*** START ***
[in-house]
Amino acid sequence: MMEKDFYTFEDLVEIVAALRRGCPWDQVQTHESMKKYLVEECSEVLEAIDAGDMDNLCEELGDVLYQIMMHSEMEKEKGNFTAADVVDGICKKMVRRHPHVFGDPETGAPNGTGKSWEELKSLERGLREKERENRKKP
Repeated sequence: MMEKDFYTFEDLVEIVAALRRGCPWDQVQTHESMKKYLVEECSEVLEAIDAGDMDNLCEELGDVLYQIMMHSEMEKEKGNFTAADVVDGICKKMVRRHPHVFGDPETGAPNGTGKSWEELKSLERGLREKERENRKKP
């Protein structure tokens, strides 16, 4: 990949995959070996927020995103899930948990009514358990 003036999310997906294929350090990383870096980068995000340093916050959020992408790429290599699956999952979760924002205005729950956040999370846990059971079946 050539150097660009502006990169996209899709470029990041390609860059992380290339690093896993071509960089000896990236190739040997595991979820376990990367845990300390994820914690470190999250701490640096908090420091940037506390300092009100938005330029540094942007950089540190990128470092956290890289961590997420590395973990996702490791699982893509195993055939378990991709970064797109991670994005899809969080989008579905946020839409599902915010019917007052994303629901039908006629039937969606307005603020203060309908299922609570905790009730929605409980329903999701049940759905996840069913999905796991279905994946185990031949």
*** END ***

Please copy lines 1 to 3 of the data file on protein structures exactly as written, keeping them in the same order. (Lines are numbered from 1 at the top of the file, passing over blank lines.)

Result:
[in-house]
Amino acid sequence: MMEKDFYTFEDLVEIVAALRRGCPWDQVQTHESMKKYLVEECSEVLEAIDAGDMDNLCEELGDVLYQIMMHSEMEKEKGNFTAADVVDGICKKMVRRHPHVFGDPETGAPNGTGKSWEELKSLERGLREKERENRKKP
Repeated sequence: MMEKDFYTFEDLVEIVAALRRGCPWDQVQTHESMKKYLVEECSEVLEAIDAGDMDNLCEELGDVLYQIMMHSEMEKEKGNFTAADVVDGICKKMVRRHPHVFGDPETGAPNGTGKSWEELKSLERGLREKERENRKKP